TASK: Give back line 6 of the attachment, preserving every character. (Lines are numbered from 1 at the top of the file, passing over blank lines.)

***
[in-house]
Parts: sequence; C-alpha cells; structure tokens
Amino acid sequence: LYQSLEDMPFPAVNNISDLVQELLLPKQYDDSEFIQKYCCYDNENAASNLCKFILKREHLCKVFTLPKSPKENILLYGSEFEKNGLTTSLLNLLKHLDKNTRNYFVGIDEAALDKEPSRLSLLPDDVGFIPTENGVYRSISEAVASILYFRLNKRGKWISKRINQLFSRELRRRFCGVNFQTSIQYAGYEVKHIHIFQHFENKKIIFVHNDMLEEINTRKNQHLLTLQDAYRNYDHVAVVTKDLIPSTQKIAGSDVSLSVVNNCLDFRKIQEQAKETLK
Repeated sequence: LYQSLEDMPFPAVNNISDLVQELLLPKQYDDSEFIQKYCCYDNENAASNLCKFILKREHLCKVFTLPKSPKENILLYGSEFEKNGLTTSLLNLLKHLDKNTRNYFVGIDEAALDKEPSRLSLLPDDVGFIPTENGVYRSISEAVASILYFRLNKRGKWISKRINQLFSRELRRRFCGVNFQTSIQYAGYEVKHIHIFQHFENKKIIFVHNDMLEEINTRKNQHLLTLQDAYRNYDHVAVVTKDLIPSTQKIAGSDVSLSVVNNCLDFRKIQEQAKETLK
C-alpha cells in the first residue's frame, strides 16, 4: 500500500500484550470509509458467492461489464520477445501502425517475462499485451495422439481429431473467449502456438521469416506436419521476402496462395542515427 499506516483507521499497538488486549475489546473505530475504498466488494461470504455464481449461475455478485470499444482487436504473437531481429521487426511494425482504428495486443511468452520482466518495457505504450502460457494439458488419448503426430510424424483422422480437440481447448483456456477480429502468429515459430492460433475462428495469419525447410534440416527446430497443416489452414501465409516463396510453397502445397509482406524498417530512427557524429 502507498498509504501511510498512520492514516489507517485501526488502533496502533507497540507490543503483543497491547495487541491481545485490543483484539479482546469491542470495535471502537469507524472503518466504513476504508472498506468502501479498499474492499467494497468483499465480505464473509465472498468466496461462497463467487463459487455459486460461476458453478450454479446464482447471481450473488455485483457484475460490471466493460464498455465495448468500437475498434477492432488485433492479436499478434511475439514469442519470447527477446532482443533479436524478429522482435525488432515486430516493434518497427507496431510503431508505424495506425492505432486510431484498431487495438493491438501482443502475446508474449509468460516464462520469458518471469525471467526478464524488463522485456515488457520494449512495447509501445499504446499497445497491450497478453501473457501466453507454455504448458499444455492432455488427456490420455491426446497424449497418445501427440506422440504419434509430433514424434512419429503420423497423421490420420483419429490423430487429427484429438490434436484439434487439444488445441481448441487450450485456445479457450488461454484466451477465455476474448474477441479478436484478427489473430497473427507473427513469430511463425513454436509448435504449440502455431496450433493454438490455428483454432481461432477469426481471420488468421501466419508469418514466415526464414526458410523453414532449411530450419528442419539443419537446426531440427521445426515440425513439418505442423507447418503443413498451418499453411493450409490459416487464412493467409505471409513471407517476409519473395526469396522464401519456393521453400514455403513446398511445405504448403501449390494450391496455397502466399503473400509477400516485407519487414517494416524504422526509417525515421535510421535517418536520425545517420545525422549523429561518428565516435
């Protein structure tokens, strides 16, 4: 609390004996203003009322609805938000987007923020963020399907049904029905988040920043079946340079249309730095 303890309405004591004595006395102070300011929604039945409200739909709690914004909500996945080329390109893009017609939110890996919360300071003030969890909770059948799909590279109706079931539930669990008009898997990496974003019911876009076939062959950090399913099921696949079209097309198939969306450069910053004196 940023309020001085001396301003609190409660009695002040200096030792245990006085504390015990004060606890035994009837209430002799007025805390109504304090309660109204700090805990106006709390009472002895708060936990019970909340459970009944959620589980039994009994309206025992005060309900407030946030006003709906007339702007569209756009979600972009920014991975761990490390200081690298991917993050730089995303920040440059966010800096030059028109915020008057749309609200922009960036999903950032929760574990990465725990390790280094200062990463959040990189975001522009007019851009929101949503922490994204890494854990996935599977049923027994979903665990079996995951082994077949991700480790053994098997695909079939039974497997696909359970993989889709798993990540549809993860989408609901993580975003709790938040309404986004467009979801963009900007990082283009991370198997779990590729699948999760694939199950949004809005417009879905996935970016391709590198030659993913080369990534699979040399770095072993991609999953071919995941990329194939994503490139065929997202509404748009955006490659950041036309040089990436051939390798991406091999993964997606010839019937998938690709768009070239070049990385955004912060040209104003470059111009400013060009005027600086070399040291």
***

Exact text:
């Protein structure tokens, strides 16, 4: 609390004996203003009322609805938000987007923020963020399907049904029905988040920043079946340079249309730095 303890309405004591004595006395102070300011929604039945409200739909709690914004909500996945080329390109893009017609939110890996919360300071003030969890909770059948799909590279109706079931539930669990008009898997990496974003019911876009076939062959950090399913099921696949079209097309198939969306450069910053004196 940023309020001085001396301003609190409660009695002040200096030792245990006085504390015990004060606890035994009837209430002799007025805390109504304090309660109204700090805990106006709390009472002895708060936990019970909340459970009944959620589980039994009994309206025992005060309900407030946030006003709906007339702007569209756009979600972009920014991975761990490390200081690298991917993050730089995303920040440059966010800096030059028109915020008057749309609200922009960036999903950032929760574990990465725990390790280094200062990463959040990189975001522009007019851009929101949503922490994204890494854990996935599977049923027994979903665990079996995951082994077949991700480790053994098997695909079939039974497997696909359970993989889709798993990540549809993860989408609901993580975003709790938040309404986004467009979801963009900007990082283009991370198997779990590729699948999760694939199950949004809005417009879905996935970016391709590198030659993913080369990534699979040399770095072993991609999953071919995941990329194939994503490139065929997202509404748009955006490659950041036309040089990436051939390798991406091999993964997606010839019937998938690709768009070239070049990385955004912060040209104003470059111009400013060009005027600086070399040291």